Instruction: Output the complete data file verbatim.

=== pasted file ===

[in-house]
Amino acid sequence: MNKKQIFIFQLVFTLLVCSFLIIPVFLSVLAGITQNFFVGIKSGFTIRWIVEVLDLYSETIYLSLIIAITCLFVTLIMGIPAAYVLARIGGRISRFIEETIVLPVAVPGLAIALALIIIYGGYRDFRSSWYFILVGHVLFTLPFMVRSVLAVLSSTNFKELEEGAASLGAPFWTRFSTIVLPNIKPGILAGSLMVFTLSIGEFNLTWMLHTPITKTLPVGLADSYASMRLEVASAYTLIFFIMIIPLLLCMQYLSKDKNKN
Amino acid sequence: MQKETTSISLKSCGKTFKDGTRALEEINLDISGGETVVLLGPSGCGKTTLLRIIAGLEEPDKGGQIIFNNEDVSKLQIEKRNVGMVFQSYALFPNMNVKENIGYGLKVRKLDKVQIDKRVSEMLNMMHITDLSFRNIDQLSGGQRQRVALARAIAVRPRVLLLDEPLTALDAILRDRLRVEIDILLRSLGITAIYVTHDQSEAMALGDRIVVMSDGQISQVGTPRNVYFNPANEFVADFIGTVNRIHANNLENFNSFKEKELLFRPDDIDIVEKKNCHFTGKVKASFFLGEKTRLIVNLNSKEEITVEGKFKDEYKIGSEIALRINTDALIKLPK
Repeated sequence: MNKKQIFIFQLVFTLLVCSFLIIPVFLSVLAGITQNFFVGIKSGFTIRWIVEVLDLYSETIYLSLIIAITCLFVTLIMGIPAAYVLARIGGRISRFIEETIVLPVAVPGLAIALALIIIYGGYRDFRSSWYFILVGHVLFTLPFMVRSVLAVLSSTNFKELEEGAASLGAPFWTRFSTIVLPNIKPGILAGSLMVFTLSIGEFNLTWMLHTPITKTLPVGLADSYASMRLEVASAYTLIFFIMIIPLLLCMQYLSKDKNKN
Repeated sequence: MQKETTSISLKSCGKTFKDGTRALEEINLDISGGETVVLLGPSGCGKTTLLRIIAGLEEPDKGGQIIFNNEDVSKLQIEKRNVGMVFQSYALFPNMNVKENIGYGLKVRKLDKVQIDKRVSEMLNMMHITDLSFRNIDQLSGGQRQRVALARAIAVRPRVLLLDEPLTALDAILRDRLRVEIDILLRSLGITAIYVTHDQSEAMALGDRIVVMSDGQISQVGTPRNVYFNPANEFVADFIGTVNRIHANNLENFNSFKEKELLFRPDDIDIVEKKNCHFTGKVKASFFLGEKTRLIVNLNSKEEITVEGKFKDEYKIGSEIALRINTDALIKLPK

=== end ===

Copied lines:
[in-house]
Amino acid sequence: MNKKQIFIFQLVFTLLVCSFLIIPVFLSVLAGITQNFFVGIKSGFTIRWIVEVLDLYSETIYLSLIIAITCLFVTLIMGIPAAYVLARIGGRISRFIEETIVLPVAVPGLAIALALIIIYGGYRDFRSSWYFILVGHVLFTLPFMVRSVLAVLSSTNFKELEEGAASLGAPFWTRFSTIVLPNIKPGILAGSLMVFTLSIGEFNLTWMLHTPITKTLPVGLADSYASMRLEVASAYTLIFFIMIIPLLLCMQYLSKDKNKN
Amino acid sequence: MQKETTSISLKSCGKTFKDGTRALEEINLDISGGETVVLLGPSGCGKTTLLRIIAGLEEPDKGGQIIFNNEDVSKLQIEKRNVGMVFQSYALFPNMNVKENIGYGLKVRKLDKVQIDKRVSEMLNMMHITDLSFRNIDQLSGGQRQRVALARAIAVRPRVLLLDEPLTALDAILRDRLRVEIDILLRSLGITAIYVTHDQSEAMALGDRIVVMSDGQISQVGTPRNVYFNPANEFVADFIGTVNRIHANNLENFNSFKEKELLFRPDDIDIVEKKNCHFTGKVKASFFLGEKTRLIVNLNSKEEITVEGKFKDEYKIGSEIALRINTDALIKLPK
Repeated sequence: MNKKQIFIFQLVFTLLVCSFLIIPVFLSVLAGITQNFFVGIKSGFTIRWIVEVLDLYSETIYLSLIIAITCLFVTLIMGIPAAYVLARIGGRISRFIEETIVLPVAVPGLAIALALIIIYGGYRDFRSSWYFILVGHVLFTLPFMVRSVLAVLSSTNFKELEEGAASLGAPFWTRFSTIVLPNIKPGILAGSLMVFTLSIGEFNLTWMLHTPITKTLPVGLADSYASMRLEVASAYTLIFFIMIIPLLLCMQYLSKDKNKN
Repeated sequence: MQKETTSISLKSCGKTFKDGTRALEEINLDISGGETVVLLGPSGCGKTTLLRIIAGLEEPDKGGQIIFNNEDVSKLQIEKRNVGMVFQSYALFPNMNVKENIGYGLKVRKLDKVQIDKRVSEMLNMMHITDLSFRNIDQLSGGQRQRVALARAIAVRPRVLLLDEPLTALDAILRDRLRVEIDILLRSLGITAIYVTHDQSEAMALGDRIVVMSDGQISQVGTPRNVYFNPANEFVADFIGTVNRIHANNLENFNSFKEKELLFRPDDIDIVEKKNCHFTGKVKASFFLGEKTRLIVNLNSKEEITVEGKFKDEYKIGSEIALRINTDALIKLPK